Great (corporate) outdoors
State parks find funding in the private sector
Buy a Coke, help save a forest. That’s the new funding reality for California state parks, due to budget uncertainty and more than $1 billion in deferred maintenance.
As voters consider a November proposition that would change how parks are funded, California state parks have turned to corporate partnerships to help plug the budget gap.
“With the budget crisis, corporate partnerships are seen as a way to supplement programs and help promote the parks,” explained Susan Parker, director of marketing and partnerships for the California State Parks Foundation. “This will never replace the need for state funding [of the parks].”
Big-time corporations, a Northern California NFL team and a nonprofit have all taken part in the program.
Subaru, for instance, gave the state park system six low-emission Outback cars. In exchange, the automaker staged promotional campaigns for the vehicle at several state parks. The Save the Redwoods League, which helps restore logged forests, sponsored the state parks’ redwood parks brochures. The Oakland Raiders have partnered with California state parks to promote physical fitness.
In the Coca-Cola project, the company donated $1 for every $10 purchase of Coca-Cola products at Stater Bros. Markets. The fees raised funds that paid for the planting of more than 1 million trees in fire-scarred state forests.
As part of the program, corporate partners receive a variety of benefits, including exposure to the 70 million park visitors each year. According to the California state parks website, other opportunities include “logo placement on the back of park passes, green in-park projects and inclusion in our 2009 Welcome Kit Map,” and assistance with “developing cause-related promotions to connect with visitorship at some of our most popular park units.”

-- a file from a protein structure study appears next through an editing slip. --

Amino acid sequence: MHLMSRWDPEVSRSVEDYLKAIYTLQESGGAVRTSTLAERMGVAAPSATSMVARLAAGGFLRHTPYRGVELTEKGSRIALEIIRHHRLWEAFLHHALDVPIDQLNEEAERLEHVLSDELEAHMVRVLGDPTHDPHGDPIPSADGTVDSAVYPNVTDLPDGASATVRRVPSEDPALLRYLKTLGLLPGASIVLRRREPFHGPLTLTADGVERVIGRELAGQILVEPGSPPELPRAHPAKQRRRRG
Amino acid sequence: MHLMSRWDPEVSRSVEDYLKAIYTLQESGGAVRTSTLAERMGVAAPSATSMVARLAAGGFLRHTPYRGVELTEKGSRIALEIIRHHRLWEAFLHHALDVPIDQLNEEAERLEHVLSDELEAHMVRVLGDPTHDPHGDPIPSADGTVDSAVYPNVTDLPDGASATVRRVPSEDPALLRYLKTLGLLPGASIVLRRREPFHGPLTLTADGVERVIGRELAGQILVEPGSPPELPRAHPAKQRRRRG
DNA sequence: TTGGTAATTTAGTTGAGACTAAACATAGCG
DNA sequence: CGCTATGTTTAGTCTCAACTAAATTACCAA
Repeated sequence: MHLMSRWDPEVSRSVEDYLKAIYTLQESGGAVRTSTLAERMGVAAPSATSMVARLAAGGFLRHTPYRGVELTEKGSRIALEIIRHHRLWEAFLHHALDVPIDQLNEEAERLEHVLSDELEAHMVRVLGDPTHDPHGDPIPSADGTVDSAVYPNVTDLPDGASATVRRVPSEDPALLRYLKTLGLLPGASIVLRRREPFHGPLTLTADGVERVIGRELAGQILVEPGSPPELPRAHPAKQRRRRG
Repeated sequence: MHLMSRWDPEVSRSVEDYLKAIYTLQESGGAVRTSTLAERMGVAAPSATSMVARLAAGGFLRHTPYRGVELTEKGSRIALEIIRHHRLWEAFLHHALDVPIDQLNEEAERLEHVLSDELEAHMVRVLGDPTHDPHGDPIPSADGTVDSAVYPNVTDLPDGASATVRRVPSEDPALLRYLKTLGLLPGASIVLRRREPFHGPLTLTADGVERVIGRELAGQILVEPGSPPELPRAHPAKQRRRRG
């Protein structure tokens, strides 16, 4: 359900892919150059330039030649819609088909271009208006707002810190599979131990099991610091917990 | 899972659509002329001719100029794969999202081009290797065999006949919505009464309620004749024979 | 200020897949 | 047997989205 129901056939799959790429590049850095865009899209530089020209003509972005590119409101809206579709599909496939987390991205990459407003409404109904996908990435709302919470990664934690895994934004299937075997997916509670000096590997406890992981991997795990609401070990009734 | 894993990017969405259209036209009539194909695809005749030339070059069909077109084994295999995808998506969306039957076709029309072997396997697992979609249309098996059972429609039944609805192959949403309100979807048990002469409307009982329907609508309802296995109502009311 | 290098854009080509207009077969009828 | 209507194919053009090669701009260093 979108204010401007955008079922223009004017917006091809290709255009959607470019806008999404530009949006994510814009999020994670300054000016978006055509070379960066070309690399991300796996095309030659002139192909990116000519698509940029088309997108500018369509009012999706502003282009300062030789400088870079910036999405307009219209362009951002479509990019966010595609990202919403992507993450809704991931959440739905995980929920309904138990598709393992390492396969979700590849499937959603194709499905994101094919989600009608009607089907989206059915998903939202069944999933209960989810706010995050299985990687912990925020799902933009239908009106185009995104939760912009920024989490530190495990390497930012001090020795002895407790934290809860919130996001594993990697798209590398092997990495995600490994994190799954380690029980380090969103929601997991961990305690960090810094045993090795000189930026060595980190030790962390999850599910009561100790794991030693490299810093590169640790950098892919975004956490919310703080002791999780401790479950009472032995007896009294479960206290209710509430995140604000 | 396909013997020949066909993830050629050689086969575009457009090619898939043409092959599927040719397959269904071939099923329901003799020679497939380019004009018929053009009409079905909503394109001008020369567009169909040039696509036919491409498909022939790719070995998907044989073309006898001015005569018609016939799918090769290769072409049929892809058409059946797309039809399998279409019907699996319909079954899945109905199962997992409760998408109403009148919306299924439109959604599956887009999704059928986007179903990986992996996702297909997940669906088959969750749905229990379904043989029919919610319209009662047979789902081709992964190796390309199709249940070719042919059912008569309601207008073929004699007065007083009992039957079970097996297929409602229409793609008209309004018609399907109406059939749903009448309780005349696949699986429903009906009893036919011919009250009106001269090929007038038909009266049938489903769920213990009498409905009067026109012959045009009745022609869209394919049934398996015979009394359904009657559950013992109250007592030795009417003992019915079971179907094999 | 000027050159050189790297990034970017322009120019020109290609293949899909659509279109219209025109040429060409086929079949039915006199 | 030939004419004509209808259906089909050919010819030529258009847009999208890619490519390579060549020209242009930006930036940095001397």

Although such efforts may be seen as a weird blend of the commercial and the outdoors, or “park units,” Parker said the goal of the partnerships is to be unobtrusive.
“Visitors walking in to parks are not going to see billboards, and there will not be any [park] naming rights,” she said. “It is more to keep the parks going and help get the word out, since the park system has limited marketing dollars.”
This lack of funding could change in November if voters pass Proposition 21. The initiative would use fees from an $18 annual vehicle surcharge to create a trust fund for California’s 278 state parks. Revenue from the trust fund could then only be spent on state parks and conservation programs for wildlife, natural lands and oceans. The fee would apply to cars, motorcycles and recreation vehicles, and allow owners and passengers free daytime use of parks throughout the year. If passed, the program could generate up to $500 million a year, with 85 percent dedicated to state parks and 15 percent allocated to wildlife-protection agencies.